In the early 1990s, Minnesota became the first state in the nation to prohibit discrimination based on a person’s sexual orientation and gender identity. Yet the state continues to use male-female categories when investigating the role of gender in transportation issues such as travel behavior and transportation accessibility. Since a person’s identity can have a significant influence on their own and others’ behavior and experiences, excluding gender diversity in this type of transportation research could result in an incomplete understanding of the issues and perceptions about quality of life.
“It is well-documented that men and women have distinctly different behaviors and approach challenges in very different ways,” said Hally Turner, policy planning director, MnDOT Planning and Programming. “Yet we continue to approach transportation with a one-size-fits-all approach. By not considering travel needs through a gender-diverse lens, we overlook information that could impact a variety of transportation-related decisions.”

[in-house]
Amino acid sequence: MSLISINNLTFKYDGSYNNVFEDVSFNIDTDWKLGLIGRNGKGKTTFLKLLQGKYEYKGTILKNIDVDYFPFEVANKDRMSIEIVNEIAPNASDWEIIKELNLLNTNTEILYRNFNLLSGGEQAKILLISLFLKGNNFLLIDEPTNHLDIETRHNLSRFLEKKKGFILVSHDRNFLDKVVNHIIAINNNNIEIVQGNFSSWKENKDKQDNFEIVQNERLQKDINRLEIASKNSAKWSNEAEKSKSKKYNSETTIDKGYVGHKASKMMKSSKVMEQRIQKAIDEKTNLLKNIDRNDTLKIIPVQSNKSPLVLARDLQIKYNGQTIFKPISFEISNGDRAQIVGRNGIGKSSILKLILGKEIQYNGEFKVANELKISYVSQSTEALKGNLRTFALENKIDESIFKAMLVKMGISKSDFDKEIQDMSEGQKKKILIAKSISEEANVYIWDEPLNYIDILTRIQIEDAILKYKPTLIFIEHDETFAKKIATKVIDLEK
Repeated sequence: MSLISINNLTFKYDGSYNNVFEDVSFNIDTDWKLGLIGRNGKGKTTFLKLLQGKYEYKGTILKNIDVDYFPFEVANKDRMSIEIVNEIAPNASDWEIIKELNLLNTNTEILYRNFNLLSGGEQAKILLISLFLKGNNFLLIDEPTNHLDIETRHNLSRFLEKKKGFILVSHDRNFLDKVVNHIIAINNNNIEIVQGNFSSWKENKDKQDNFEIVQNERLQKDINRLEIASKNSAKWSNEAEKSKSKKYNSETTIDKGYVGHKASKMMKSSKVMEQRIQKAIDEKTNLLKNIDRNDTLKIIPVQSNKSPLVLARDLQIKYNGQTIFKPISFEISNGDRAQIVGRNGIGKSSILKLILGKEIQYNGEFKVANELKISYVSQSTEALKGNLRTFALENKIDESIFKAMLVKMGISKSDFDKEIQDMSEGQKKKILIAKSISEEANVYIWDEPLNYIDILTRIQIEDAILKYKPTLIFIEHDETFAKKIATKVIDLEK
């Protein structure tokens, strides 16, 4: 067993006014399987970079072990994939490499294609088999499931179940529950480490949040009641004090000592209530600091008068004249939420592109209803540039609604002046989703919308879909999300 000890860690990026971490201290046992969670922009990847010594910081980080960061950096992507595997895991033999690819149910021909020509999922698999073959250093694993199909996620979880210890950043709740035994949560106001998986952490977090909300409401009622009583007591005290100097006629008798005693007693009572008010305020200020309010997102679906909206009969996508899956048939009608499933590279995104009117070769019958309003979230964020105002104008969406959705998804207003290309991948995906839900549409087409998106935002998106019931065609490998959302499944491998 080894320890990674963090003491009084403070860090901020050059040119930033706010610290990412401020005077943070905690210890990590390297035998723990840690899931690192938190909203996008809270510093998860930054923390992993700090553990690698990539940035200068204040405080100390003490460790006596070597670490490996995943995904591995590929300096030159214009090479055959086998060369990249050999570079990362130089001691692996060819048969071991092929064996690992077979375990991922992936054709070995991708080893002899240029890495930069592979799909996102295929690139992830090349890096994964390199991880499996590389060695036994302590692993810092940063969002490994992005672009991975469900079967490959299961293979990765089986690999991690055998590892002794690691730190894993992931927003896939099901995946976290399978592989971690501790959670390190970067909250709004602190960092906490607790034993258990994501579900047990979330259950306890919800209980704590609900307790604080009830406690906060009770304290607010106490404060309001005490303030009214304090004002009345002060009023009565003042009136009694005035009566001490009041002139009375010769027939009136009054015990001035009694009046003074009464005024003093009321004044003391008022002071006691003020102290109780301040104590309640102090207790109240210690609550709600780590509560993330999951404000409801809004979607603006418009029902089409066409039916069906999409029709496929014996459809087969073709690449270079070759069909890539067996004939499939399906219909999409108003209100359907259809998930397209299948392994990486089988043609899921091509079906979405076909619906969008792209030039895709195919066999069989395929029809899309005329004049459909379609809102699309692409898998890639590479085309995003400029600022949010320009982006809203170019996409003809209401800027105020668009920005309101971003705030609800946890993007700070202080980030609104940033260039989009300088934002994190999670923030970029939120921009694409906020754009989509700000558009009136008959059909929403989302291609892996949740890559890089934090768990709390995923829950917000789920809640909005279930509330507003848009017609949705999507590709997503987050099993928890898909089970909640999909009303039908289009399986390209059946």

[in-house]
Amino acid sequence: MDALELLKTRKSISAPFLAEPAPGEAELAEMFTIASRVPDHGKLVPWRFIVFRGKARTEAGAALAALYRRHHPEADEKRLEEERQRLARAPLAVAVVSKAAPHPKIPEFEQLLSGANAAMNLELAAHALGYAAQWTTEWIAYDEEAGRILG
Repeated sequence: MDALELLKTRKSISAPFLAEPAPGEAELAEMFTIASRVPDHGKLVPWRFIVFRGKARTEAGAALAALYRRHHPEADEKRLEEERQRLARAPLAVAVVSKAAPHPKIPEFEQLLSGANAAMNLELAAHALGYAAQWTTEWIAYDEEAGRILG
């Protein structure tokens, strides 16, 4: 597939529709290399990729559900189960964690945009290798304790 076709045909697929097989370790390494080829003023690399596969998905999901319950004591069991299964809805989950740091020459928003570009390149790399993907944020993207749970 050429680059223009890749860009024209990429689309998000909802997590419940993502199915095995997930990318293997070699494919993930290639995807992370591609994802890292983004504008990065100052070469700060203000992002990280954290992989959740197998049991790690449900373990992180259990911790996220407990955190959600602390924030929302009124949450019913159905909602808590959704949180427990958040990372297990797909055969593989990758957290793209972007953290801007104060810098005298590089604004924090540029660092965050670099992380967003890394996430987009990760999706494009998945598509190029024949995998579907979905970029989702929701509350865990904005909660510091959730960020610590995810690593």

In a new study, researchers will use an app-based survey to collect travel-related behavior data and integrate it with existing data to identify patterns based on presumed gender. A review of published literature on gender transportation, science and economics will also be conducted to understand how gender can influence travel-related behaviors. The findings of these efforts will be used to identify potential disparities in transportation costs and benefits across communities in urban, suburban and rural areas in Minnesota.
- Estimated Start Date: 05/14/2021
- Estimated Completion Date: 02/28/2023
- Funding: MnDOT
- Principal Investigator: Ying Song
- Co-Principal Investigators: Yingling Fan, Ania McDonnell
- Technical Liaison: Hally Turner
Details of the research study work plan and timeline are subject to change.
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